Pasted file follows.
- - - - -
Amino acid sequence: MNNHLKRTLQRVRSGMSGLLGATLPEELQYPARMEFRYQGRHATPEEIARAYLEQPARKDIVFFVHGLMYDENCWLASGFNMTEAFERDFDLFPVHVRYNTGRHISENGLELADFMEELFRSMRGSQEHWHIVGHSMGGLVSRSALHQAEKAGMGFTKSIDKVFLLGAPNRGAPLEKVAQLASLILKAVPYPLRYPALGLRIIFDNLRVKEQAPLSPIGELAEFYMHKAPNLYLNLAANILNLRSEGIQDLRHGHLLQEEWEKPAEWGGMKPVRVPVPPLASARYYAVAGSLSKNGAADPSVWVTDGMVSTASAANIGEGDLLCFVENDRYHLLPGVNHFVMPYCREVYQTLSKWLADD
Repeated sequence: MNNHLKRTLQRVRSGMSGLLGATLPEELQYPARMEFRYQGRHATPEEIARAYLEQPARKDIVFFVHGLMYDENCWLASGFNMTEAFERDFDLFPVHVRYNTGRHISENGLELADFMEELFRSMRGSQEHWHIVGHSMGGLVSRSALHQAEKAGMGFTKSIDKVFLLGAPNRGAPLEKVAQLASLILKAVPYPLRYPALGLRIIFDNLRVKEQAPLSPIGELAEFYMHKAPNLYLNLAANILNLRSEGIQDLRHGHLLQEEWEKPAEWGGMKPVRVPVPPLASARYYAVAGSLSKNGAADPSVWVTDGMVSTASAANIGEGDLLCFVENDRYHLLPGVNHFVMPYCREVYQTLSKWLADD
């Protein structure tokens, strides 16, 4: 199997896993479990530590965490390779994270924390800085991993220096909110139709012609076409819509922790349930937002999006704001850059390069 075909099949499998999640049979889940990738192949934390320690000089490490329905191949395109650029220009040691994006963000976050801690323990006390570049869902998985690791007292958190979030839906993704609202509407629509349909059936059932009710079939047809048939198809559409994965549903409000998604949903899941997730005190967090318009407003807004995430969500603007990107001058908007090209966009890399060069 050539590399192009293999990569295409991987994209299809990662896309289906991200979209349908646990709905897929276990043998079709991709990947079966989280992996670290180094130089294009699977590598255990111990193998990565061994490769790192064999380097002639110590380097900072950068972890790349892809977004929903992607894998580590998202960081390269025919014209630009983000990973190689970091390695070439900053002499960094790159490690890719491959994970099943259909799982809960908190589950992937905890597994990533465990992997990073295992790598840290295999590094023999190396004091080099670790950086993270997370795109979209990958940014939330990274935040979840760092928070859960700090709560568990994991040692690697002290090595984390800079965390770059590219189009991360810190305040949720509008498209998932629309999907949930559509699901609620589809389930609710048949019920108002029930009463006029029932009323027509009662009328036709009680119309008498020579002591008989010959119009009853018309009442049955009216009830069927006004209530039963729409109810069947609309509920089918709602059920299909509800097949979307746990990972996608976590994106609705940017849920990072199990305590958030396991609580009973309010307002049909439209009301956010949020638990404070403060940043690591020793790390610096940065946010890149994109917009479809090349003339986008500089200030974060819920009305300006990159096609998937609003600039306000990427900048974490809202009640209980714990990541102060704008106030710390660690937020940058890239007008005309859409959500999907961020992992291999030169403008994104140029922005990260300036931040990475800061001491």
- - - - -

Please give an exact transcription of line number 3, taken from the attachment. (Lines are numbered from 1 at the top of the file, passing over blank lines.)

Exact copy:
């Protein structure tokens, strides 16, 4: 199997896993479990530590965490390779994270924390800085991993220096909110139709012609076409819509922790349930937002999006704001850059390069 075909099949499998999640049979889940990738192949934390320690000089490490329905191949395109650029220009040691994006963000976050801690323990006390570049869902998985690791007292958190979030839906993704609202509407629509349909059936059932009710079939047809048939198809559409994965549903409000998604949903899941997730005190967090318009407003807004995430969500603007990107001058908007090209966009890399060069 050539590399192009293999990569295409991987994209299809990662896309289906991200979209349908646990709905897929276990043998079709991709990947079966989280992996670290180094130089294009699977590598255990111990193998990565061994490769790192064999380097002639110590380097900072950068972890790349892809977004929903992607894998580590998202960081390269025919014209630009983000990973190689970091390695070439900053002499960094790159490690890719491959994970099943259909799982809960908190589950992937905890597994990533465990992997990073295992790598840290295999590094023999190396004091080099670790950086993270997370795109979209990958940014939330990274935040979840760092928070859960700090709560568990994991040692690697002290090595984390800079965390770059590219189009991360810190305040949720509008498209998932629309999907949930559509699901609620589809389930609710048949019920108002029930009463006029029932009323027509009662009328036709009680119309008498020579002591008989010959119009009853018309009442049955009216009830069927006004209530039963729409109810069947609309509920089918709602059920299909509800097949979307746990990972996608976590994106609705940017849920990072199990305590958030396991609580009973309010307002049909439209009301956010949020638990404070403060940043690591020793790390610096940065946010890149994109917009479809090349003339986008500089200030974060819920009305300006990159096609998937609003600039306000990427900048974490809202009640209980714990990541102060704008106030710390660690937020940058890239007008005309859409959500999907961020992992291999030169403008994104140029922005990260300036931040990475800061001491």